Nick Clegg faces backlash over press 'self appointed detectives' jibe

Liberal Democrat leader Nick Clegg drew withering criticism last night after describing the press as “self appointed detectives”.

Speaking outside his West London home he called for police who are now investigating allegations against former Lib Dem chief executive Lord Rennard to be allowed to do their job.

He said: “I understand there are many people who appear to want to act as self-appointed detectives trying to piece together events that happened many years ago but the only way that we are going to get to the bottom of the truth, the only way we are going to ensure that the women whose allegations were broadcast on television last week are properly listened to, the only way were are going to establish exactly what happened and who knew what and when, is by allowing the two investigations that I established immediately after the Channel 4 broadcast to do their job and, indeed, to allow the police, whom we have now approached, to do their job as well.”

Rennard stepped down in 2009 and last week three women made allegations of harassment against on Channel 4 News.

The Daily Mail said today in a comment piece: “A pregnant whistleblower was effectively sacked and then gagged. A second insider who contacted the Mail this week was telephoned at home by the Lib Dem peer Lord Stoneham.

“What is most disturbing is the contempt for openness and transparency displayed by Mr Clegg's 'self-appointed detectives' jibe…

“Make a note: the next time Mr Clegg – who risibly claims to be a defender of free speech – advocates statutory regulation of a press that has been free for 300 years, could it be that his real motive is to prevent the 'self-appointed detectives' from revealing the corruption so rife in his own party.”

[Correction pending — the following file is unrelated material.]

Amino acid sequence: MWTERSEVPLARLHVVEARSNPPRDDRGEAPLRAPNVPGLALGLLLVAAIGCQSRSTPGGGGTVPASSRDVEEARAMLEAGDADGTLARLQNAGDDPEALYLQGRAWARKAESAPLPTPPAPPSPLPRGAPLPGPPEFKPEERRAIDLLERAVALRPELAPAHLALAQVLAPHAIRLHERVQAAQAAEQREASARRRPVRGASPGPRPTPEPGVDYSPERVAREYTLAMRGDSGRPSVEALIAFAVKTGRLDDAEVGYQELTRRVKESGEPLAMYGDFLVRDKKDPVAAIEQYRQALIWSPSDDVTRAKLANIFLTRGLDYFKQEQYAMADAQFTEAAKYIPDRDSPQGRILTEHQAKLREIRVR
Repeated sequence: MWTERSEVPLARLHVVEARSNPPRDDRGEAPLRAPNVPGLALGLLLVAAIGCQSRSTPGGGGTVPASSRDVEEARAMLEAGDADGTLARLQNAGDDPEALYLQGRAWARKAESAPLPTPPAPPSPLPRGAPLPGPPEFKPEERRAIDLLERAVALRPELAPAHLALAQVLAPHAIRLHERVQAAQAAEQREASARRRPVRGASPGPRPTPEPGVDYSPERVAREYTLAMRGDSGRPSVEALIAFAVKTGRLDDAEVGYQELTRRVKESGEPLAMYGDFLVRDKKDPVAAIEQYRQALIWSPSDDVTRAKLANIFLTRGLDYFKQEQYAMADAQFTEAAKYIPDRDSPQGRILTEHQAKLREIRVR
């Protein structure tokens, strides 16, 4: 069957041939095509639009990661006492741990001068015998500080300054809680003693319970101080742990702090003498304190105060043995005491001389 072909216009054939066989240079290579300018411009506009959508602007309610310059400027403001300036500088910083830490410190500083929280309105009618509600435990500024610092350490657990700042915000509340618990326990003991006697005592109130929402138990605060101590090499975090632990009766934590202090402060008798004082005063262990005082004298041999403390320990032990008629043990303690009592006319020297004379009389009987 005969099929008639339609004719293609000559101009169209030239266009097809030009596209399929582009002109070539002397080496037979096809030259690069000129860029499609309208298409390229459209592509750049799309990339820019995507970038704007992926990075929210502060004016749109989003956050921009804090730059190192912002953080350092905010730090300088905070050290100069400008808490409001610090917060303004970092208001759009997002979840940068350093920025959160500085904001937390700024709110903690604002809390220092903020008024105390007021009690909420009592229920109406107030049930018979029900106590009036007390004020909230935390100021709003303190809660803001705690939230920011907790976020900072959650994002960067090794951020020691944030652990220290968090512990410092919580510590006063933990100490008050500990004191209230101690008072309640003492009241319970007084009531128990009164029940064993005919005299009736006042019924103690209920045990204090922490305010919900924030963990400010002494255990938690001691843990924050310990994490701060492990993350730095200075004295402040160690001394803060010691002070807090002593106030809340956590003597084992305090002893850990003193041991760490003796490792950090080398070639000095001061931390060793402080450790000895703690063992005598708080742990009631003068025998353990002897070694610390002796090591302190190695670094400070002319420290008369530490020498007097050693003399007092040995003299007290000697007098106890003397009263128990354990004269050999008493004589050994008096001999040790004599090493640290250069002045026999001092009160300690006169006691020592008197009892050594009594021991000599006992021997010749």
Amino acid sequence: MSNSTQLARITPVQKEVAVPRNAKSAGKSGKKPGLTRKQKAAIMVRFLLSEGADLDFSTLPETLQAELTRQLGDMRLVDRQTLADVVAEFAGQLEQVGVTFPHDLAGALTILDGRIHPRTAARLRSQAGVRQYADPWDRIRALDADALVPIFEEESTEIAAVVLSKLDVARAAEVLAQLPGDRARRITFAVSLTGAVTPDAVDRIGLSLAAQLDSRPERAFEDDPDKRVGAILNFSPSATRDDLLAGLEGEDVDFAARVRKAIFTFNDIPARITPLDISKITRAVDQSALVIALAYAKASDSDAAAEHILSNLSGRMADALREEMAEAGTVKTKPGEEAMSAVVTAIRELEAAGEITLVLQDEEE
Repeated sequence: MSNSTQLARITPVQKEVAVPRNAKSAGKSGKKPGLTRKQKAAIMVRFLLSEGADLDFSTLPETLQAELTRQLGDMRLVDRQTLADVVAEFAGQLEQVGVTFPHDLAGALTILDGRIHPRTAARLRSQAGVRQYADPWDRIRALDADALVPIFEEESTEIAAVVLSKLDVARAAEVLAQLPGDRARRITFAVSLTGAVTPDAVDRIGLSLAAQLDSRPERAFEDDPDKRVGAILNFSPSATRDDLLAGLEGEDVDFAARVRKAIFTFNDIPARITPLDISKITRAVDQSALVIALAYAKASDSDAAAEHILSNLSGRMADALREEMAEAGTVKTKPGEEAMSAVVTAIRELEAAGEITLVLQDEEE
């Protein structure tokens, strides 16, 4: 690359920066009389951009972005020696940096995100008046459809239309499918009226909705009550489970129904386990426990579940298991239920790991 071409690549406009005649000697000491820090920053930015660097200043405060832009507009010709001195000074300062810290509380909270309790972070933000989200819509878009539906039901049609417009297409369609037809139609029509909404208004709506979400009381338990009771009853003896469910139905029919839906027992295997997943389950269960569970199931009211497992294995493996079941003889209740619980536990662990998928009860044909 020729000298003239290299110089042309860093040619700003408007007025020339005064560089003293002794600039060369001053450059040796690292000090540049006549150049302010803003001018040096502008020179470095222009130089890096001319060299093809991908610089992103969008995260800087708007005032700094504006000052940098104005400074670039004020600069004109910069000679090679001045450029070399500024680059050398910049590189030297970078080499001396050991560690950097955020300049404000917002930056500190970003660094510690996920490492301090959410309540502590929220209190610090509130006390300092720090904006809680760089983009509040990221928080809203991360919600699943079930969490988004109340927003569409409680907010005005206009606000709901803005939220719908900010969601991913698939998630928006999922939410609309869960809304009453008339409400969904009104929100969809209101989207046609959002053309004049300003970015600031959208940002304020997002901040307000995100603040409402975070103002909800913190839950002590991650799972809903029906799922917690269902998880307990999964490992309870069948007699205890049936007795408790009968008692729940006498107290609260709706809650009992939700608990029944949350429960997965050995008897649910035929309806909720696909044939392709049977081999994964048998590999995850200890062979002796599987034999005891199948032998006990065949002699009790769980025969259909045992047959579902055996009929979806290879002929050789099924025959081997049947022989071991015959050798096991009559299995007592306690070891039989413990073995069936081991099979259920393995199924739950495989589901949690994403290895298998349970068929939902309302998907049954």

Questions have been raised about the timing of the current furore, coming as the Lib Dems are fighting a crucial by-election in Eastleigh.

The Guardian's Michael White wrote: “A story which has been lying around for years (so we are now told, though I had never heard it) gets traction when something larger is at stake than knee-fumbling at a Swansea conference in 2003. “

Responding to this, Channel 4 News journalist Cathy Newman said on her blog: “Yes I was tipped off about it myself three years ago, and tried very hard to stand it up at that point. But the women wouldn't go on record or on camera to talk about their allegations. So that was that.

“In January, one of the women I had spoken to back in 2010, approached me again saying she was ready to speak. What had angered her, and – it transpired through my investigations with Firecrest Films – other women, was that Lord Rennard was still playing an active role.”

She said the decision to go ahead with the report was taken in January – before Chris Huhne resigned triggering the Eastleight by-election.

She added: “The story took months of calling, checking, counter-checking – and above all winning the trust of the women we were talking to.

“There were many legal hoops to jump through – a frustrating number of hoops for a former newspaper journalist like myself who's used to rather less stringent constraints. But jump through them we did.

“What happened to the story then, and how Fleet Street followed it, is something that neither we, nor the women who were brave enough to talk, can control.”

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